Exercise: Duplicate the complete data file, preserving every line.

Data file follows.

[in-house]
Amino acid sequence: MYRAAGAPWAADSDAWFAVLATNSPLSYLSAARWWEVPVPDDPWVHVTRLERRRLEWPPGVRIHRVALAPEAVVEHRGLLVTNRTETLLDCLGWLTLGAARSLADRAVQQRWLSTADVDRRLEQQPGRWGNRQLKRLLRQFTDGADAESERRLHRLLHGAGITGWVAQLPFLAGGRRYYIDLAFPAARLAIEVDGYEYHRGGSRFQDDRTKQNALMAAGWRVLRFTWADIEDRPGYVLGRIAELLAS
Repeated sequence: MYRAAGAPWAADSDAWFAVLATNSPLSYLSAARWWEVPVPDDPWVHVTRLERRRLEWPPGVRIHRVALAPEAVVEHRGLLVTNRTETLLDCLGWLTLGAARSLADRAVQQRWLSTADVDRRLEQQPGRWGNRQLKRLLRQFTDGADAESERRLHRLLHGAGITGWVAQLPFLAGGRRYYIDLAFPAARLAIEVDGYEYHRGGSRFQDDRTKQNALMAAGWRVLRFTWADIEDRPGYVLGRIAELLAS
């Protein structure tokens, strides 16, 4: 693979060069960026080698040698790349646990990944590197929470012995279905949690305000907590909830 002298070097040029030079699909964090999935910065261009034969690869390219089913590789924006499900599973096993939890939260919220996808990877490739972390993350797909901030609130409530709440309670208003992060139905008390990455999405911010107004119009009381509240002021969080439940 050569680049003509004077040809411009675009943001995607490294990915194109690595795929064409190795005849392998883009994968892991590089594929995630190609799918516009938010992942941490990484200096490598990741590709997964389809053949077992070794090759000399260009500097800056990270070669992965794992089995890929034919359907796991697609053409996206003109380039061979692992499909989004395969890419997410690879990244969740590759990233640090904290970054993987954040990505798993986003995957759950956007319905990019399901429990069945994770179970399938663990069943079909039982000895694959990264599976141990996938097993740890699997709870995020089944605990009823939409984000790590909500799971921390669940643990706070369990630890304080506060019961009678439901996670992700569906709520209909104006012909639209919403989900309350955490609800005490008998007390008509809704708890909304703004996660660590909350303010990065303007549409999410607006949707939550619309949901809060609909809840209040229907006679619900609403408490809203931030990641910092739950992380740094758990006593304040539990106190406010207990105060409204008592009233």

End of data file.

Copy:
[in-house]
Amino acid sequence: MYRAAGAPWAADSDAWFAVLATNSPLSYLSAARWWEVPVPDDPWVHVTRLERRRLEWPPGVRIHRVALAPEAVVEHRGLLVTNRTETLLDCLGWLTLGAARSLADRAVQQRWLSTADVDRRLEQQPGRWGNRQLKRLLRQFTDGADAESERRLHRLLHGAGITGWVAQLPFLAGGRRYYIDLAFPAARLAIEVDGYEYHRGGSRFQDDRTKQNALMAAGWRVLRFTWADIEDRPGYVLGRIAELLAS
Repeated sequence: MYRAAGAPWAADSDAWFAVLATNSPLSYLSAARWWEVPVPDDPWVHVTRLERRRLEWPPGVRIHRVALAPEAVVEHRGLLVTNRTETLLDCLGWLTLGAARSLADRAVQQRWLSTADVDRRLEQQPGRWGNRQLKRLLRQFTDGADAESERRLHRLLHGAGITGWVAQLPFLAGGRRYYIDLAFPAARLAIEVDGYEYHRGGSRFQDDRTKQNALMAAGWRVLRFTWADIEDRPGYVLGRIAELLAS
């Protein structure tokens, strides 16, 4: 693979060069960026080698040698790349646990990944590197929470012995279905949690305000907590909830 002298070097040029030079699909964090999935910065261009034969690869390219089913590789924006499900599973096993939890939260919220996808990877490739972390993350797909901030609130409530709440309670208003992060139905008390990455999405911010107004119009009381509240002021969080439940 050569680049003509004077040809411009675009943001995607490294990915194109690595795929064409190795005849392998883009994968892991590089594929995630190609799918516009938010992942941490990484200096490598990741590709997964389809053949077992070794090759000399260009500097800056990270070669992965794992089995890929034919359907796991697609053409996206003109380039061979692992499909989004395969890419997410690879990244969740590759990233640090904290970054993987954040990505798993986003995957759950956007319905990019399901429990069945994770179970399938663990069943079909039982000895694959990264599976141990996938097993740890699997709870995020089944605990009823939409984000790590909500799971921390669940643990706070369990630890304080506060019961009678439901996670992700569906709520209909104006012909639209919403989900309350955490609800005490008998007390008509809704708890909304703004996660660590909350303010990065303007549409999410607006949707939550619309949901809060609909809840209040229907006679619900609403408490809203931030990641910092739950992380740094758990006593304040539990106190406010207990105060409204008592009233």